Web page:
One of Australia’s largest dung beetles, aptly named Aulacopris maximus, has a mixed feeding strategy. The beetles form brood balls by compacting together the small, dry droppings of bats for their larvae. The beetles themselves feed on fungi, presumably because bat droppings don’t contain enough moisture and nutrients to sustain the adult beetles.

Another fascinating dung beetle found in SEQ rainforests is the wingless Cephalodesmius quadridens. Instead of using dung or fungi these dung beetles make their own pseudo ‘dung’. The male beetle collects pieces of vegetation and fruit which he transports to a pre-dug nesting chamber. Here the female essentially creates a compost mound by chewing up the provided vegetative material and mixing it with her own faeces. This concoction composts for about a month after which the female breaks

pieces off the mound and forms them into small balls. She then lays a single egg into each of these brood balls. Due to the small size of the initial ball, the female continues to add more layers of decomposing material to the brood mass to feed the ever-growing larvae inside. The larvae signals the mother to add more material by scraping its tail across its throat. The last act of these devoted parents is to spread a protective coating of faeces, excreted by the larvae itself, across the surface of the brood ball. This allows the larva to safely finish the process of pupation before it breaks out of the ball and makes its way to the surface as a fully formed beetle, ready to start the whole process over again.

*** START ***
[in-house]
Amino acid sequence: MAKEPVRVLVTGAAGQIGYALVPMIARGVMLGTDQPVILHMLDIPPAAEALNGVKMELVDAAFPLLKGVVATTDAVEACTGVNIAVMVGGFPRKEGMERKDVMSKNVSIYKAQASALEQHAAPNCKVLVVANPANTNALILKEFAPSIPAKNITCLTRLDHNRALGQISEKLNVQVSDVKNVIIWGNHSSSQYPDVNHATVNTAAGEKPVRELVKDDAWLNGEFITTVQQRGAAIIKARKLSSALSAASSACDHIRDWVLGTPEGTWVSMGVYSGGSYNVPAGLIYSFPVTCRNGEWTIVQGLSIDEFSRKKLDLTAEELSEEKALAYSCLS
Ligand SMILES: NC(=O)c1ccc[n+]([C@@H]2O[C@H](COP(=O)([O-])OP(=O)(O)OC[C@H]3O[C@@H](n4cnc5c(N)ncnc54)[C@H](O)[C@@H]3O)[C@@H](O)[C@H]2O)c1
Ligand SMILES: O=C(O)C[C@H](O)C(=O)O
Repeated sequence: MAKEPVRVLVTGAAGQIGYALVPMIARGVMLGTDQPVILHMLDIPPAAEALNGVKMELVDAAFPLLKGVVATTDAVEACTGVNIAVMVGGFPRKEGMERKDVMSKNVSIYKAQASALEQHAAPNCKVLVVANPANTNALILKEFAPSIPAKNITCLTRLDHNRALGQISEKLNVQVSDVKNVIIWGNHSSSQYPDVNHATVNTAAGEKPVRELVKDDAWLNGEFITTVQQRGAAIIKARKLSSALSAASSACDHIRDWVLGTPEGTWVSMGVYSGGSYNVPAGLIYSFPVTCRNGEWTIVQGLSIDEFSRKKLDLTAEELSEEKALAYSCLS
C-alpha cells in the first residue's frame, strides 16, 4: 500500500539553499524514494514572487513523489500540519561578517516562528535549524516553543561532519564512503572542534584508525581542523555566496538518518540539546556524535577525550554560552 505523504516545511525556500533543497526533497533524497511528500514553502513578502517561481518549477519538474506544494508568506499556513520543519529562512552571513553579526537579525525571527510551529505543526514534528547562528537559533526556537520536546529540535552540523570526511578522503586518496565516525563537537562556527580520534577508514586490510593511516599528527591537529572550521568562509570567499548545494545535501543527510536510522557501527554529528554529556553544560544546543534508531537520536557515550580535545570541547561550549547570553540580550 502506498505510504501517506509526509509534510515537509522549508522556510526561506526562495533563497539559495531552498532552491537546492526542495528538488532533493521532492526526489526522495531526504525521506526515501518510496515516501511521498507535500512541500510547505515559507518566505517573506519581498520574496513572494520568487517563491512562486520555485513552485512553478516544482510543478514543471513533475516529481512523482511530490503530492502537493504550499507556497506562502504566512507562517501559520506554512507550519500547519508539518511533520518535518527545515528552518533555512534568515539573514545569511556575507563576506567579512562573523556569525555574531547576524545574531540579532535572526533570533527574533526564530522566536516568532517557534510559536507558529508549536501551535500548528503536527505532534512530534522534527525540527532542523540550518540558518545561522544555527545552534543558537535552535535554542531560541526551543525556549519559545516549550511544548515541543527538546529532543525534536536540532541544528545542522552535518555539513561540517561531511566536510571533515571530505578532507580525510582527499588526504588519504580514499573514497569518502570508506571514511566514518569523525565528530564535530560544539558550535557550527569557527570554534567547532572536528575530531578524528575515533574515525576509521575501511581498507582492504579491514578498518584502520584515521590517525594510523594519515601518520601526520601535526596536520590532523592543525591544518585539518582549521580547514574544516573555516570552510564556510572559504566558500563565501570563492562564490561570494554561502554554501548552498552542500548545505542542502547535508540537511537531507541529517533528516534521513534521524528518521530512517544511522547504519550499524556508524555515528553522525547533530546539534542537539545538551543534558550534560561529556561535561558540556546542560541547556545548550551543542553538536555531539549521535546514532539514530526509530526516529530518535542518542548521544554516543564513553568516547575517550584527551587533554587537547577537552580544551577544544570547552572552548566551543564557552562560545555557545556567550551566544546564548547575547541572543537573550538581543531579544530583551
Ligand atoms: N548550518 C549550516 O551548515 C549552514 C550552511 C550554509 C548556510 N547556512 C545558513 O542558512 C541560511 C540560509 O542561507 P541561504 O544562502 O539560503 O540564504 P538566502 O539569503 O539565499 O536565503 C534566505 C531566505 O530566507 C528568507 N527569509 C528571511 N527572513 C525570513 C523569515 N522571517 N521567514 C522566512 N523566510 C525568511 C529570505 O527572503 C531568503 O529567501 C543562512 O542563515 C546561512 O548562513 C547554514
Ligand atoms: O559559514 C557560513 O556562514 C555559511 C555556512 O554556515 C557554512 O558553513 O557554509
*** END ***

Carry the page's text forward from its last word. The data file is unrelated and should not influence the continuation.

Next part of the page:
There are doubtless more fascinating stories to be discovered about the lifestyles of our Australian dung beetles. In all their various forms they are amazingly efficient at what they do and are just one more of the unsung heroes that go quietly, and often unnoticed, about the business of nutrient recycling and improving soil health.

References and Further reading
Edwards, P (2001-2002) The Queensland Dung Beetle Project.
Montieth, G. Australian Native Dung Beetles, Entomological Society of Queensland, Queensland Museum
Monteith, G & Kenyon, T (2011) A Survey of Dung Beetles from the Moggill Creek Catchment, Brisbane, A Consultancy Report to the Moggill Creek Catchment Group.
Ridsdill-Smith, J & Simmons LW (2009) Encyclopedia of Insects 2nd Edn.

Article by Tony Mlynarik
Land for Wildlife Officer
Brisbane City Council